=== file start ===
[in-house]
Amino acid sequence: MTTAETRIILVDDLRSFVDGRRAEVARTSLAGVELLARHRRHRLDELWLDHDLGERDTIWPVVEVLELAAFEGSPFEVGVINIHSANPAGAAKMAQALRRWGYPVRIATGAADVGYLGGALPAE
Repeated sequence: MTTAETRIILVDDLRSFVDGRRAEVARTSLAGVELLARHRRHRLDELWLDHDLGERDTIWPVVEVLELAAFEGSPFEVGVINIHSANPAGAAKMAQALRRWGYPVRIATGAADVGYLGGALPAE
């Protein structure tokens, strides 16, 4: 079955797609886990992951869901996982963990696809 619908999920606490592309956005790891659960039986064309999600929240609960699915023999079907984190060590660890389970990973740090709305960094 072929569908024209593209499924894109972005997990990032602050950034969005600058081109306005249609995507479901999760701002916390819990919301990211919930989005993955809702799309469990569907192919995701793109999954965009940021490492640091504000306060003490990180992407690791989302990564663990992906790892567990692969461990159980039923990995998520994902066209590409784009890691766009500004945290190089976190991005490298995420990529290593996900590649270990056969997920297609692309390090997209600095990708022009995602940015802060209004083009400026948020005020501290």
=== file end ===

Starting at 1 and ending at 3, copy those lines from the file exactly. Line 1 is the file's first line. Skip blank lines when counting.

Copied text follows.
[in-house]
Amino acid sequence: MTTAETRIILVDDLRSFVDGRRAEVARTSLAGVELLARHRRHRLDELWLDHDLGERDTIWPVVEVLELAAFEGSPFEVGVINIHSANPAGAAKMAQALRRWGYPVRIATGAADVGYLGGALPAE
Repeated sequence: MTTAETRIILVDDLRSFVDGRRAEVARTSLAGVELLARHRRHRLDELWLDHDLGERDTIWPVVEVLELAAFEGSPFEVGVINIHSANPAGAAKMAQALRRWGYPVRIATGAADVGYLGGALPAE